This week, Imagine Hope is discussing eating disorders and the different ways they manifest. According to the National Eating Disorders Association, while we don’t fully know the exact causes of eating disorders, science is advancing in understanding some of the general issues that can lead to eating disordered behaviors. While eating disorders may begin with preoccupations about food and/or weight, they are most often about so much more than that. The behaviors end up being a way that a person uses food in an attempt to compensate for other feelings that might be overwhelming, or to feel “in control” of their life. Ultimately, however, the behaviors will damage a person’s physical and emotional health, self esteem, and sense of competence. So, what are the different factors that contribute to an eating disorder?
- Low Self Esteem
- Feelings of inadequacy or lack of control in life
- Depression, anxiety, anger or loneliness
- Troubled personal relationships
- Difficulty expressing emotions and feelings
- History of being teased or ridiculed based on size or weight
- History of physical or sexual abuse
- Cultural pressures that glorify “thinness” and place value on obtaining the “perfect body”
- Narrow definitions of beauty that include only women and men of specific body weights and shapes
- Cultural norms that value people on the basis of physical appearance and not inner qualities and strengths
- Scientists are still researching possible biochemical or biological causes of eating disorders. In some individuals with eating disorders, certain chemicals in the brain that control hunger, appetite and digestion have been found to be unbalanced. The exact meaning and implications of these imbalances remains under investigation.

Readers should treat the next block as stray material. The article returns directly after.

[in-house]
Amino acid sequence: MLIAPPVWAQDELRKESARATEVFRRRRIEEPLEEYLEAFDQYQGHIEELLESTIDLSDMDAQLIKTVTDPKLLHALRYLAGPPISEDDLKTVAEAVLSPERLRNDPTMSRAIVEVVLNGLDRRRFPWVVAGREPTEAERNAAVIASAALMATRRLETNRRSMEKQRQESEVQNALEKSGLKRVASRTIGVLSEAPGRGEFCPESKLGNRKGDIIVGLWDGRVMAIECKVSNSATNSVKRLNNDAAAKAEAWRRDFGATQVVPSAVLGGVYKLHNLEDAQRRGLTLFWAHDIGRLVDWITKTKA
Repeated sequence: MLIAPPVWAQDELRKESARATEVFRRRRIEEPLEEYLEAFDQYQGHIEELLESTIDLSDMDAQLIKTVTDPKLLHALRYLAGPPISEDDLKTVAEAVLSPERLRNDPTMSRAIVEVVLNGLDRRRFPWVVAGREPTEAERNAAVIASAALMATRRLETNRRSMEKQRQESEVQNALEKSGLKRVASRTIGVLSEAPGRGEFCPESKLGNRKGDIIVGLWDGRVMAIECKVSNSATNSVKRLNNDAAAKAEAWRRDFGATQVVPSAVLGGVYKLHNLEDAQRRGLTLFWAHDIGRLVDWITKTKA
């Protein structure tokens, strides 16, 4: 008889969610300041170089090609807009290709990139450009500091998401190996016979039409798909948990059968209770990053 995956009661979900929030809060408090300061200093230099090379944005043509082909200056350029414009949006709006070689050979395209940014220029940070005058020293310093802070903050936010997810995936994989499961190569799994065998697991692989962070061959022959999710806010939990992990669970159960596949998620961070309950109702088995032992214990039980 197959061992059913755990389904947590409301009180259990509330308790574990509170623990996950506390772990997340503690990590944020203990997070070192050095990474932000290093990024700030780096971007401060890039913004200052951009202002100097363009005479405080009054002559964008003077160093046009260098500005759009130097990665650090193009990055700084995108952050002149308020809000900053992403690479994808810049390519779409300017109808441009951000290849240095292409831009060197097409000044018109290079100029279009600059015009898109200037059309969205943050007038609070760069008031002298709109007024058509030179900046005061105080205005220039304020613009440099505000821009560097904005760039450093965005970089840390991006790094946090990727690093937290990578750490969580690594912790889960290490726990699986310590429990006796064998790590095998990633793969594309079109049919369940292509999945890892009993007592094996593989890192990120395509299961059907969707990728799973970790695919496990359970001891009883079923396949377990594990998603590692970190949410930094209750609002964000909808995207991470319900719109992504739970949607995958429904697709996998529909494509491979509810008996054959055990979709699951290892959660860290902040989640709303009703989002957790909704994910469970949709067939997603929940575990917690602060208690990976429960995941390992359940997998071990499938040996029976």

- Eating disorders often run in families. Current research indicates that there are significant genetic contributions to eating disorders.
Eating disorders are complex conditions that can arise from a variety of potential causes. Once started, however, they can create a self-perpetuating cycle of physcial and emotional destruction that requires professional help.
Just because someone doesn’t meet the criteria for an eating disorder doesn’t mean that their relationship with food is healthy. Since this week’s blog ultimately focuses on a person’s relationship with food, here are some questions from Lysa Terkeurst’s book “Made To Crave” that you can ask yourself as you reflect back on your eating over the past week: Did I overeat this week on any day? Did I move more and exercise regularly? Do I feel lighter than I did this time last week? Did I eat in secret or out of anger or frustration? Did I feel that, at any time, I ran to food instead of a Higher Power? While these questions aren’t meant to indicate an eating disorder, they can give you direction on the different areas to work on and having a healthier relationship with food overall.
Thank you for reading!
Materials adapted from the National Eating Disorders Association at www.NationalEatingDisorders.org
and the book “Made to Crave” by Lysa Terkeurst
Joleen Watson, MS, NCC, is a therapist at Imagine Hope Counseling Group. She enjoys doing marriage counseling, relationship counseling, couples counseling, and individual counseling. Imagine Hope also specializes in family, child and adolescent counseling and serves Indianapolis area including the surrounding areas of Carmel, Noblesville, Zionsville, Westfield, and Fishers.